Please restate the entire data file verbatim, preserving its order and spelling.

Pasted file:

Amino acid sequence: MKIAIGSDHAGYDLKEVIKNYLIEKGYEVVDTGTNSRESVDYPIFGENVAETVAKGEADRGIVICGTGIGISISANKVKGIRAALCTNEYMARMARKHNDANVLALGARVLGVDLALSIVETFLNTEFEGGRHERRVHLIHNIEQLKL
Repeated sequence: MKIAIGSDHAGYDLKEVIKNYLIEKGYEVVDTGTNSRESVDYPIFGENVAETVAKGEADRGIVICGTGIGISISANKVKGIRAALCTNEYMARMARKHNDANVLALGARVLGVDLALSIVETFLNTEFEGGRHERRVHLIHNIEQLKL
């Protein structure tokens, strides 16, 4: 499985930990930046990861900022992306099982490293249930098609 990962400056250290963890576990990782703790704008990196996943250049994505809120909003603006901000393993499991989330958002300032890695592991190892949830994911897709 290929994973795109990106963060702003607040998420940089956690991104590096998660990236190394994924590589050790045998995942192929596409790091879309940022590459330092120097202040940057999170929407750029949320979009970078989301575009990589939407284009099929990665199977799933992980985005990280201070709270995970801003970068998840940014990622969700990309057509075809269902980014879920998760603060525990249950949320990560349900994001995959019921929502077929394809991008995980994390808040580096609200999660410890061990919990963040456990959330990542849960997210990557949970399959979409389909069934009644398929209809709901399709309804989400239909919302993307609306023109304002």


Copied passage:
Amino acid sequence: MKIAIGSDHAGYDLKEVIKNYLIEKGYEVVDTGTNSRESVDYPIFGENVAETVAKGEADRGIVICGTGIGISISANKVKGIRAALCTNEYMARMARKHNDANVLALGARVLGVDLALSIVETFLNTEFEGGRHERRVHLIHNIEQLKL
Repeated sequence: MKIAIGSDHAGYDLKEVIKNYLIEKGYEVVDTGTNSRESVDYPIFGENVAETVAKGEADRGIVICGTGIGISISANKVKGIRAALCTNEYMARMARKHNDANVLALGARVLGVDLALSIVETFLNTEFEGGRHERRVHLIHNIEQLKL
């Protein structure tokens, strides 16, 4: 499985930990930046990861900022992306099982490293249930098609 990962400056250290963890576990990782703790704008990196996943250049994505809120909003603006901000393993499991989330958002300032890695592991190892949830994911897709 290929994973795109990106963060702003607040998420940089956690991104590096998660990236190394994924590589050790045998995942192929596409790091879309940022590459330092120097202040940057999170929407750029949320979009970078989301575009990589939407284009099929990665199977799933992980985005990280201070709270995970801003970068998840940014990622969700990309057509075809269902980014879920998760603060525990249950949320990560349900994001995959019921929502077929394809991008995980994390808040580096609200999660410890061990919990963040456990959330990542849960997210990557949970399959979409389909069934009644398929209809709901399709309804989400239909919302993307609306023109304002």